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Thursday, November 15, 2012

That Was Quick...

As stated in my pre-season write up, I had looked forward to this season more than any I could remember. My preparation and accumulation of quality gear were at all time highs, and I'd spent more time scouting/shooting than ever.

The season began a little later than originally hoped, with a Kansas antelope hunt in late September. As usual the goats were rutting hard and hunting was even harder. I used about every tactic in the book to try for a large buck I'd known for the past two seasons. As they say, he didn't get that big because he was stupid.

Four plus days had been planned to get the job done, but it was becoming evident early on that killing the big buck would likely take a miracle. He was being pressured by more young bucks, arrow flingers, and amused passers-by than was ideal for a quality chance at a kill. On my second morning, while making my way towards the primary buck, I stumbled on a 12" satellite buck that had been stealing does and breeding them while the big one was occupied with others. He and I had the same idea, so I quickly hustled to a yucca covered hillside and popped up the Heads Up within 150 yards or so. The buck was a little leery, though primarily ticked off. He stomped his way to 50 yards and as I drew he jumped back about 5 yards or so giving my a broadside shot. As I released he tore off unscathed before my arrow even hit the dirt. A couple more attempts at the large buck yielded nothing encouraging, and he was eventually pushed off the property I was hunting and held on another by a group of pickups. Discouraged I quickly changed gears and headed off to another spot.

On the way I passed a group with a medium sized buck I had missed the year prior. I knew he was plenty mature as he had held this large group of does for at least two years and probably even longer I believed. A quick stalk to the edge of some abandoned corn, where the buck and his harem of 13 slept about 120 yards out led to a long sit. An hour and a half later a few of his does happened to feed my way. The decoy was at my side, but I was fearful the does would pick me off before the buck got a chance to investigate. These were some wise old fat does I wasn't about to try to outsmart. Thus I waited and finally got a chance at the buck. The first arrow was inches low at 50. He hopped up confused, and offered another attempt at 65. This one found its mark and a quick 300yd dash later he face planted in some wheat stubble. Another perfect KS antelope season was complete, my third in a row.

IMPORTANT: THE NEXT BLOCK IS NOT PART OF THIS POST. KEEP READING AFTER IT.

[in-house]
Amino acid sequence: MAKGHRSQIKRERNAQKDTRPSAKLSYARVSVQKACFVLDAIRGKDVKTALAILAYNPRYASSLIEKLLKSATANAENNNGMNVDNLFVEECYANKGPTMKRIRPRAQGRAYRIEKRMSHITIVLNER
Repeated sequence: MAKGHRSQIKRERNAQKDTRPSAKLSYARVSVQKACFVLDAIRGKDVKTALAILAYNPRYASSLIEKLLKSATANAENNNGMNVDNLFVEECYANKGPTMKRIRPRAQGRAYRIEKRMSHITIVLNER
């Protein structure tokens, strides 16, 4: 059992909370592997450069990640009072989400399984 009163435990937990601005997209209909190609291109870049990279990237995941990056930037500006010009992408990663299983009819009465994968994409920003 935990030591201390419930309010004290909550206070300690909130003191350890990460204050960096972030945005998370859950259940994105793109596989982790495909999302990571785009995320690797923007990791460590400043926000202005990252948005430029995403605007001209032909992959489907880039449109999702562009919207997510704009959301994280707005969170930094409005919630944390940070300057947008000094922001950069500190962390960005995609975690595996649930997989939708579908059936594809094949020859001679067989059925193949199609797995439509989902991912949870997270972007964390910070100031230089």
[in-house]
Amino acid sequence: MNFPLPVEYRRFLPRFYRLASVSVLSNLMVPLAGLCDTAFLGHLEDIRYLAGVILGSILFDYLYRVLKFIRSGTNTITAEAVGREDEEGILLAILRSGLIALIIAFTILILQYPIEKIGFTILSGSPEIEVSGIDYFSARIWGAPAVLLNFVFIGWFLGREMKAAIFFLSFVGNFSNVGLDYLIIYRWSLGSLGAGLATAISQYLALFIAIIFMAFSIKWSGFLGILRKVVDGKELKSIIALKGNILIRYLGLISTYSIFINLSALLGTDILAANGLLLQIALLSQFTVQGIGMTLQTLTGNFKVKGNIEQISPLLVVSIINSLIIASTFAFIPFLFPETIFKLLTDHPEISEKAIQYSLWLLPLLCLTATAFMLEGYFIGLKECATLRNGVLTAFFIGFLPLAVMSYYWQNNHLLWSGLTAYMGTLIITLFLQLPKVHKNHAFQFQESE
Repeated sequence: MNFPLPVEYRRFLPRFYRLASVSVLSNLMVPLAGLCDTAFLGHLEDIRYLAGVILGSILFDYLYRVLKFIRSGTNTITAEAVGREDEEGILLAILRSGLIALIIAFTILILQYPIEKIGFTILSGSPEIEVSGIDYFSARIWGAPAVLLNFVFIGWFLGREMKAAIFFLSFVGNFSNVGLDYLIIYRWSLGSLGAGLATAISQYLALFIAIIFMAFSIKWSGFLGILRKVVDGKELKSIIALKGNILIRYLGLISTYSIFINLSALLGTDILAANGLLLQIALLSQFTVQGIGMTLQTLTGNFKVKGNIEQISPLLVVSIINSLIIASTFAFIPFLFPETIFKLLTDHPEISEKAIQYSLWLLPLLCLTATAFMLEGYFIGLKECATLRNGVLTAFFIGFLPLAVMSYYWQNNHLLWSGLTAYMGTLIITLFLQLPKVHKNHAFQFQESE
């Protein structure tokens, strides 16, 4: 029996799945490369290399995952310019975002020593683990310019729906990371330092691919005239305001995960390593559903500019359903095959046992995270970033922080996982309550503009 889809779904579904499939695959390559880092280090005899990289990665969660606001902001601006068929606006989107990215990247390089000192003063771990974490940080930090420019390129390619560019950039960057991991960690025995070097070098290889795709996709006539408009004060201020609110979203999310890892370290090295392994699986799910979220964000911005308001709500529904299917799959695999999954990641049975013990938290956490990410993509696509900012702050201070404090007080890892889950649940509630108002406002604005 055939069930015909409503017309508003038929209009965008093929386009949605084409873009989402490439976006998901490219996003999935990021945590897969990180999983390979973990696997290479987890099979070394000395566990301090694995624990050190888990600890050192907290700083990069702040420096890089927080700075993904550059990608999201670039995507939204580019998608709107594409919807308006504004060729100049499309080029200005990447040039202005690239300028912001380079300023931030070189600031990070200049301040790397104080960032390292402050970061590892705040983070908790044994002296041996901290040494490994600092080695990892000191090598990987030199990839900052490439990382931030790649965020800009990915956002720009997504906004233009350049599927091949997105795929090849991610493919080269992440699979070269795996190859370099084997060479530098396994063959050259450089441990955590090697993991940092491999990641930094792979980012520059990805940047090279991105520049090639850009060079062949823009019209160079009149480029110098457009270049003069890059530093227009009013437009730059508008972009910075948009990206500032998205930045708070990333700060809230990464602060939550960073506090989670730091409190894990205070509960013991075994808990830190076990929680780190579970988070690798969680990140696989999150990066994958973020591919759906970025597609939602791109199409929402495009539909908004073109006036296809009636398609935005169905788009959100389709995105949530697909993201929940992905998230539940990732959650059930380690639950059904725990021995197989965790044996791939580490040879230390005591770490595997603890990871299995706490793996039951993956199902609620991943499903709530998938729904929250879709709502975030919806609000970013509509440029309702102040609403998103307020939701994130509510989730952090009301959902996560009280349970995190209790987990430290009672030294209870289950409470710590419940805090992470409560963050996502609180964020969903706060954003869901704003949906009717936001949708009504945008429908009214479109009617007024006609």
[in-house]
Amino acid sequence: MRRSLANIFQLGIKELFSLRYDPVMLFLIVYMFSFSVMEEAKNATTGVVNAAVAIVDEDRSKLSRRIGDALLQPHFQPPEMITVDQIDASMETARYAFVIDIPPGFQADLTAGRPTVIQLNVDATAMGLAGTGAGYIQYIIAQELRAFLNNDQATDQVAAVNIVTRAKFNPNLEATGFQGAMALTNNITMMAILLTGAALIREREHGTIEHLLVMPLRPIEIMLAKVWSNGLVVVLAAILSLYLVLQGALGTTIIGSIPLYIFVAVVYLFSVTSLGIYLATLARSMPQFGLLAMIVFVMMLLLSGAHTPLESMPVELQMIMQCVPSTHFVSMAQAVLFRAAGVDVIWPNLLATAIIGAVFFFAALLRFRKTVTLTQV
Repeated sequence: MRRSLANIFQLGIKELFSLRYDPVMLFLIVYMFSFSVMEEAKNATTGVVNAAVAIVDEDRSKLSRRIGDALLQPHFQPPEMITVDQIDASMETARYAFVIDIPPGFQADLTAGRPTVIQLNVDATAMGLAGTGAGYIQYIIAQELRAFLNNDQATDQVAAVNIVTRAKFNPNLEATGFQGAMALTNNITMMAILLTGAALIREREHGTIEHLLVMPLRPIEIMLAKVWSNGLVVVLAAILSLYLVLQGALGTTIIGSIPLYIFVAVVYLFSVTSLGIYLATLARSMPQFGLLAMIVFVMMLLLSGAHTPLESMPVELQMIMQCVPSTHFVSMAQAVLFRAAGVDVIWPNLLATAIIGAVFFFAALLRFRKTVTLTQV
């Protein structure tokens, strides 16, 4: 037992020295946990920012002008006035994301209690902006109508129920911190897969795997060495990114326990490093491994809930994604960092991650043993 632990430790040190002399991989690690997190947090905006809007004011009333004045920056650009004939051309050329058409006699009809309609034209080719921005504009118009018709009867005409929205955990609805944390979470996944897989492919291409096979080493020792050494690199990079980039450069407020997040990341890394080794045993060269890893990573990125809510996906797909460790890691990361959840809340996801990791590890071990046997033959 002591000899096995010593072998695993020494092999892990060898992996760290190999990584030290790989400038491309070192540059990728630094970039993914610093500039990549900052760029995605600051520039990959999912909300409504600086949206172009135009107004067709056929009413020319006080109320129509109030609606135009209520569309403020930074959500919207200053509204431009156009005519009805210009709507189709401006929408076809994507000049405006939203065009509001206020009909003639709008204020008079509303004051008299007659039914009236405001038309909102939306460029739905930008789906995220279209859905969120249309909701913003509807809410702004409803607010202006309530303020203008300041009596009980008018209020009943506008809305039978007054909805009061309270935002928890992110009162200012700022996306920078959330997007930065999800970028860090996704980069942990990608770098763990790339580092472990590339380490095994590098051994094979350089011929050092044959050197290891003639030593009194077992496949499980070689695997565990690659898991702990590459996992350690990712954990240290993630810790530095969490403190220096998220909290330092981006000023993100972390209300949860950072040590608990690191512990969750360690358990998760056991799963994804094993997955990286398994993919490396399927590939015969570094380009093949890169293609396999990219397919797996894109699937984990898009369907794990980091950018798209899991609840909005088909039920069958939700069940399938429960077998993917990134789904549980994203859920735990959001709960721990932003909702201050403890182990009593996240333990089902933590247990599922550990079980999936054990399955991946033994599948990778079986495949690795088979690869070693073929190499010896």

Instantly my focus switched to big northwest Kansas mulies. I'd seen some beautiful bucks over the summer and hoped to match or exceed my first mule deer, taken the year prior. After helping a buddy kill a great buck in muzzleloader season, I immediately jumped into it. I knew the best way to find and kill a big buck was to actually get out and cover some ground. And cover ground I did. For as dry as it was this year harvest seemed to drag on forever. Big deer were invisible. The first three weeks of October held little promise. However, finally much of the crops had been taken out and little by little mature deer began to appear. With time dwindling before a move and job change I hit it as hard as possible the last week of October. In little more than a day or two the switch flipped on the muley activity. On the 28th I followed a large buck in to some deep canyons, but had to pass when I found he'd already busted of a whole fork, likely 20-25" on a deer of that caliber. Minutes later I was 150 yards from a big bodied 4x4 in some standing milo. I stuck the muley doe decoy into the bow bracket and raised my bow high above my head. He spotted her instantly. Without hesitation he came on a string and gave me about 5 seconds at a 15 yard broadside shot. The buck had small forks and barely reached his ear tips in width, so he lived to see another day.

The following morning found me in another spot full of canyons and crp surrounded by crop ground. I had know of some large deer to come out of the area, but had yet to lay my eyes on one since season began. As luck would have it, one of the biggest deer I'd ever laid eyes on to date happened to appear out of some crp terraces that morning. He had a group of 25+ does and bucks within 200 yards of him as I observed his morning feeding, but paid little to no attention to any of them. With decoy in hand I decided it best to attempt a stalk and get a shot off undetected. After bouncing yucca to yucca for what seemed like forever I finally got my chance. He circled back for a broadside look and I punched one through the rear of his shoulder. He was hurt badly and made a quick dash down into the canyons. After a couple attempts he finally put himself in a good position for a finisher. I was without a buck tag heading in to November for the first time ever, but who am I to complain?